Gluten-Free: The Low-Carb of This Decade?

PHOTO: Maria Monteverde-Jackson and her family in this undated file photo, eat a gluten-free diet.PlayMaria Monteverde-Jackson
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"Gluten-free" is fast becoming the "low-carb" diet trend of the 21st century, although only 10 percent of the people buying its foods suffer from the celiac disease, wheat allergy or "gluten sensitivity" that make gluten avoidance a medical-must.

The burgeoning gluten-free marketplace has been a boon to men and women whose good health depends upon keeping gluten out of their gullets.

Today, gluten-free staples, frozen meals and snacks fill aisles of supermarkets that years ago might have stocked only a paltry collection of cardboard-y rice crackers and wheat-free cookies.

At Wrigley Field, home of the Chicago Cubs, baseball fans can wash down hot dogs on gluten-free buns with gluten-free beer.

Some churches provide gluten-free or very-low-gluten altar bread on communion trays, further attesting to the mainstreaming of gluten-free eating.

Last year, Americans spent $2.64 billion on foods and beverages without gluten, up from $210 million in 2001, according to Packaged Facts, a Rockville, Md.-based market research firm. The number of food and beverage packages with gluten-free package claims or tags rose from fewer than 1,000 at the end of 2006 to 2,600 by 2010.

The target market for sufferers of three types of gluten-related disorders is significant.

An estimated 3 million Americans have celiac disease, a life-threatening immune disorder triggered by the consumption of a protein found in wheat, rye and barley. Celiac disease is considered genetic, but can strike at any time of life when genetic and environmental influences intersect. Only about 200,000 Americans have been diagnosed.

Another 300,000 to 600,000 Americans have wheat allergies, which could kill them if they inadvertently ingested wheat products that swell their airways shut.

The biggest of these potential pools lies with those plagued by an emerging, but not fully delineated "gluten sensitivity" which Dr. Alessio Fasano, director of the Center for Celiac Research at the University of Maryland in Baltimore, in a study published in March, estimated could be as many as 20 million people.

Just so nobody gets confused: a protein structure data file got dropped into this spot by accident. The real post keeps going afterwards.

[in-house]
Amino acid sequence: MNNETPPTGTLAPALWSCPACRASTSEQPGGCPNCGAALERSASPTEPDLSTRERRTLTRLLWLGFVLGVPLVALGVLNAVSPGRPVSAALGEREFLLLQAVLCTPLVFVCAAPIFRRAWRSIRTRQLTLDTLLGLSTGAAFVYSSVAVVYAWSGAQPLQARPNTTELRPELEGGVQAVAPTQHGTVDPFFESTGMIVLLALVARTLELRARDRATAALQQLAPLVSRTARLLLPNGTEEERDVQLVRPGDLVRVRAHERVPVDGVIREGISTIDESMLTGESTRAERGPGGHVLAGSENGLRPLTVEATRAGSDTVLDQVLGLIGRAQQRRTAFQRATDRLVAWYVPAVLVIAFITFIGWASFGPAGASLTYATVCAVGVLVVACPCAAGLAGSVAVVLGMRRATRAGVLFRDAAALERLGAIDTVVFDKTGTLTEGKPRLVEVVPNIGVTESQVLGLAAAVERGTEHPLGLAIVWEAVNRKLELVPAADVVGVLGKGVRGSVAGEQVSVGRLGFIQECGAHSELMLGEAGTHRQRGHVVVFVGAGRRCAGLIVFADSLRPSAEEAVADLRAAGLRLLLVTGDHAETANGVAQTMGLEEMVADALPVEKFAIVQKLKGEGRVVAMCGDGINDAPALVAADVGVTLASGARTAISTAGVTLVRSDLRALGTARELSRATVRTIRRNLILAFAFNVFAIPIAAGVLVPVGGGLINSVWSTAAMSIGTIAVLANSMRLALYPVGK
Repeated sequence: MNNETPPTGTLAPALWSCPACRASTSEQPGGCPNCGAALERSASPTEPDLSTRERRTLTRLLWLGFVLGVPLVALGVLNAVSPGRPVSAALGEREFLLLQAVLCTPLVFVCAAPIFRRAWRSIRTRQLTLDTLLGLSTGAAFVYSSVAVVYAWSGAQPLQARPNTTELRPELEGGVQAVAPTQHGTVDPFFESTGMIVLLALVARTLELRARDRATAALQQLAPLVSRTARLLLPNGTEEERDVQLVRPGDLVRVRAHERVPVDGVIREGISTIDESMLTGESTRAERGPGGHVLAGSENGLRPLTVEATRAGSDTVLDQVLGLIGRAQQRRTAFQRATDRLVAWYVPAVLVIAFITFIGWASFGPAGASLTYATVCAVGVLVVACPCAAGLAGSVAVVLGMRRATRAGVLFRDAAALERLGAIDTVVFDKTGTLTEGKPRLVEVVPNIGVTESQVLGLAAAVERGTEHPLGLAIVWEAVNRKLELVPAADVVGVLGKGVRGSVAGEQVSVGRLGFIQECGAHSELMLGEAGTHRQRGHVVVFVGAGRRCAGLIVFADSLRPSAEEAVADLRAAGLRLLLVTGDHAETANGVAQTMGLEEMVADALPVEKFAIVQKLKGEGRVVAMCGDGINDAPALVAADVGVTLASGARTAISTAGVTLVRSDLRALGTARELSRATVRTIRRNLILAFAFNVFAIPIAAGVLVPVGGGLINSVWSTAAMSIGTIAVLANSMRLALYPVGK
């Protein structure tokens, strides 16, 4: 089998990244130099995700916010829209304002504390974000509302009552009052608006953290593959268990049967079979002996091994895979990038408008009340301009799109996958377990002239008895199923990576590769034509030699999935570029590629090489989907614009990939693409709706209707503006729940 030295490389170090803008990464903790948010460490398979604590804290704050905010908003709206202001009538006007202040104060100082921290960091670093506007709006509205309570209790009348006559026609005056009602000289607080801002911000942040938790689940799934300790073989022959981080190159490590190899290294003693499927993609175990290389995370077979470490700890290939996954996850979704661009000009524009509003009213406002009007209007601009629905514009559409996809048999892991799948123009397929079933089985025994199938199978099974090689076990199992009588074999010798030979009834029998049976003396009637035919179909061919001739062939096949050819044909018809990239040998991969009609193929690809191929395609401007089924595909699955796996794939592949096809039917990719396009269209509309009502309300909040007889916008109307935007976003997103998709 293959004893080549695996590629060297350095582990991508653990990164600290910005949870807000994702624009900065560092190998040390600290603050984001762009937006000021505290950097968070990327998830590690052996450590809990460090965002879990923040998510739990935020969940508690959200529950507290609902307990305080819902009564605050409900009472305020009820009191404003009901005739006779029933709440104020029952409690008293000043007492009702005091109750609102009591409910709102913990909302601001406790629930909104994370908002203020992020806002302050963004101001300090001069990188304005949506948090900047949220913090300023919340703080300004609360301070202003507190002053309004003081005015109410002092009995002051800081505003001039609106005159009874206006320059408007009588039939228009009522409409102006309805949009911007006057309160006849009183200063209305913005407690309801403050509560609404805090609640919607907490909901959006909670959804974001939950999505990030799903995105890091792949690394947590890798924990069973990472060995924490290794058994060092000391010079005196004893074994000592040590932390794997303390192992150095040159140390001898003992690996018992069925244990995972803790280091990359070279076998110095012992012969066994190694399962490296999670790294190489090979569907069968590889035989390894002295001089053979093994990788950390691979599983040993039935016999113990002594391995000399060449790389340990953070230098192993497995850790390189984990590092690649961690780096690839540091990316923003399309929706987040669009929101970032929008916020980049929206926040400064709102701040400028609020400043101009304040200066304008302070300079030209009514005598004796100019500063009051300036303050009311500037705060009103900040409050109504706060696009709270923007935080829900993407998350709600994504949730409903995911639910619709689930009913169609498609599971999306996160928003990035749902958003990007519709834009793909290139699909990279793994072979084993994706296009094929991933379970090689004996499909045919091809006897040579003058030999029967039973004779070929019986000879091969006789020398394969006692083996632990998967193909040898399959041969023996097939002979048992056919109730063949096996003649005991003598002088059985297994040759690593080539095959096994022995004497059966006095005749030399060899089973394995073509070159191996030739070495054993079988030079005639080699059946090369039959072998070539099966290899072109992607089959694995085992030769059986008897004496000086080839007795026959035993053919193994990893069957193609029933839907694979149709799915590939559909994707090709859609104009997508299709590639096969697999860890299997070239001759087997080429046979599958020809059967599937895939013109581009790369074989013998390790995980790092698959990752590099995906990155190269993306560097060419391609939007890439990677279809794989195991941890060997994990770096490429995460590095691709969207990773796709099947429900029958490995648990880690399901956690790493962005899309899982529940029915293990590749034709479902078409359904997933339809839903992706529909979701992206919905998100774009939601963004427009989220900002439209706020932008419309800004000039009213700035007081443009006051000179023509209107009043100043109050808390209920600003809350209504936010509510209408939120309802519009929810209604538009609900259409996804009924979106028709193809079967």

Among that group is Maria Monteverde-Jackson, 40, of Arlington, Va. Only six weeks ago, she gave up gluten after becoming increasingly frustrated by doctors' inability to pinpoint the source of the stomach pain, tingling in her hands, headaches, brain fog and "a general unwell feeling" she'd had since December. Because she had a 3-year-old niece with celiac disease, she considered the possibility that celiac might be "somewhere in our DNA" and underwent blood tests and biopsies of her small intestine, which all proved negative for celiac.

After that, she said, "I felt like I needed to take control and do something to see if I couldn't make myself feel better."

She had a consultation with Fasano and was diagnosed with gluten sensitivity. When she stopped eating gluten, she said, "the mental fogginess and the headaches went away pretty quickly," which she described as "a great relief." The stomach pain has eased, too.

Gluten-Free Marketplace Has Changed With Growing Perception It's Somehow Healthier

Her sister-in-law showed her the ropes of shopping gluten-free. As the mother of two young sons who loves to cook from scratch, she found that some favorites, like risotto, were made with rice, which she can eat without reservation.

She doesn't want to interfere with the children's diet, so, for example, at dinner last Wednesday night, "I served bread for my boys and my husband and I just did without and that's fine."